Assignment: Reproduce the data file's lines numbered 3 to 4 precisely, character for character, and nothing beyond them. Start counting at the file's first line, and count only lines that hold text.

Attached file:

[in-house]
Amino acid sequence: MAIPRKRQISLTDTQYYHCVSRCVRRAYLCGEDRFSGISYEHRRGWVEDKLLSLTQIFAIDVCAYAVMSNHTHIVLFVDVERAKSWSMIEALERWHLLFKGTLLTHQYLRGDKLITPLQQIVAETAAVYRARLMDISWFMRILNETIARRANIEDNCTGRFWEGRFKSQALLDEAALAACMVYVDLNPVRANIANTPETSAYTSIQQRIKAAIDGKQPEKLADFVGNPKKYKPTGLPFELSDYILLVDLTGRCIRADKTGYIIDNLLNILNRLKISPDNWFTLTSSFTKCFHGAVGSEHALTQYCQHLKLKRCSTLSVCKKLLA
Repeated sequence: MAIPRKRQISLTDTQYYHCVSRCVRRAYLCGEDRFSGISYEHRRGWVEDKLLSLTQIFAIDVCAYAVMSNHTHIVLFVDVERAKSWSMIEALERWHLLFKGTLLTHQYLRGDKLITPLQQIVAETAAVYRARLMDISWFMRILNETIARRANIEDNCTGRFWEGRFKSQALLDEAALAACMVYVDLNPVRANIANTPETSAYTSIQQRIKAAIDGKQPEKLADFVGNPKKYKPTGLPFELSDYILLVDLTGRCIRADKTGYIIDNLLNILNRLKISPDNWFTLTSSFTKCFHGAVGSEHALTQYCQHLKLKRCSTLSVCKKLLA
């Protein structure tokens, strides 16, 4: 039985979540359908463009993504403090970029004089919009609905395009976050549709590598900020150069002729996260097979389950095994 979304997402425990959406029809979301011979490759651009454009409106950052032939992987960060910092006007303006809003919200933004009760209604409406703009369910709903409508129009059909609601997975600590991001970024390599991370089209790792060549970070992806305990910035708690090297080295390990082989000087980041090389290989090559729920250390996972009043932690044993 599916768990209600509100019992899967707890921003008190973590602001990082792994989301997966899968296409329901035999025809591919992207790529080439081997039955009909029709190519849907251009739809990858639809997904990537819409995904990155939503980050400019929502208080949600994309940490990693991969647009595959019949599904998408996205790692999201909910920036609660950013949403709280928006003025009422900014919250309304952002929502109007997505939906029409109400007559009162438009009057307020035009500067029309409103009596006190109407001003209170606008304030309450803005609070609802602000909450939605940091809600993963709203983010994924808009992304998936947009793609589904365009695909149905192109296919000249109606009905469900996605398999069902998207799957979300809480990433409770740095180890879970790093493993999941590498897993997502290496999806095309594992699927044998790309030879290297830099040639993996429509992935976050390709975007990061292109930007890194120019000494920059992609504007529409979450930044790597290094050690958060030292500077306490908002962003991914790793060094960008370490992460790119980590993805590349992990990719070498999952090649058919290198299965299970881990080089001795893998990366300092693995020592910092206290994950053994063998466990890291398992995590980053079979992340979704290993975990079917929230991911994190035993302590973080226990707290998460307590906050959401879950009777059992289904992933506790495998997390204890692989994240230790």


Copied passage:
Repeated sequence: MAIPRKRQISLTDTQYYHCVSRCVRRAYLCGEDRFSGISYEHRRGWVEDKLLSLTQIFAIDVCAYAVMSNHTHIVLFVDVERAKSWSMIEALERWHLLFKGTLLTHQYLRGDKLITPLQQIVAETAAVYRARLMDISWFMRILNETIARRANIEDNCTGRFWEGRFKSQALLDEAALAACMVYVDLNPVRANIANTPETSAYTSIQQRIKAAIDGKQPEKLADFVGNPKKYKPTGLPFELSDYILLVDLTGRCIRADKTGYIIDNLLNILNRLKISPDNWFTLTSSFTKCFHGAVGSEHALTQYCQHLKLKRCSTLSVCKKLLA
């Protein structure tokens, strides 16, 4: 039985979540359908463009993504403090970029004089919009609905395009976050549709590598900020150069002729996260097979389950095994 979304997402425990959406029809979301011979490759651009454009409106950052032939992987960060910092006007303006809003919200933004009760209604409406703009369910709903409508129009059909609601997975600590991001970024390599991370089209790792060549970070992806305990910035708690090297080295390990082989000087980041090389290989090559729920250390996972009043932690044993 599916768990209600509100019992899967707890921003008190973590602001990082792994989301997966899968296409329901035999025809591919992207790529080439081997039955009909029709190519849907251009739809990858639809997904990537819409995904990155939503980050400019929502208080949600994309940490990693991969647009595959019949599904998408996205790692999201909910920036609660950013949403709280928006003025009422900014919250309304952002929502109007997505939906029409109400007559009162438009009057307020035009500067029309409103009596006190109407001003209170606008304030309450803005609070609802602000909450939605940091809600993963709203983010994924808009992304998936947009793609589904365009695909149905192109296919000249109606009905469900996605398999069902998207799957979300809480990433409770740095180890879970790093493993999941590498897993997502290496999806095309594992699927044998790309030879290297830099040639993996429509992935976050390709975007990061292109930007890194120019000494920059992609504007529409979450930044790597290094050690958060030292500077306490908002962003991914790793060094960008370490992460790119980590993805590349992990990719070498999952090649058919290198299965299970881990080089001795893998990366300092693995020592910092206290994950053994063998466990890291398992995590980053079979992340979704290993975990079917929230991911994190035993302590973080226990707290998460307590906050959401879950009777059992289904992933506790495998997390204890692989994240230790």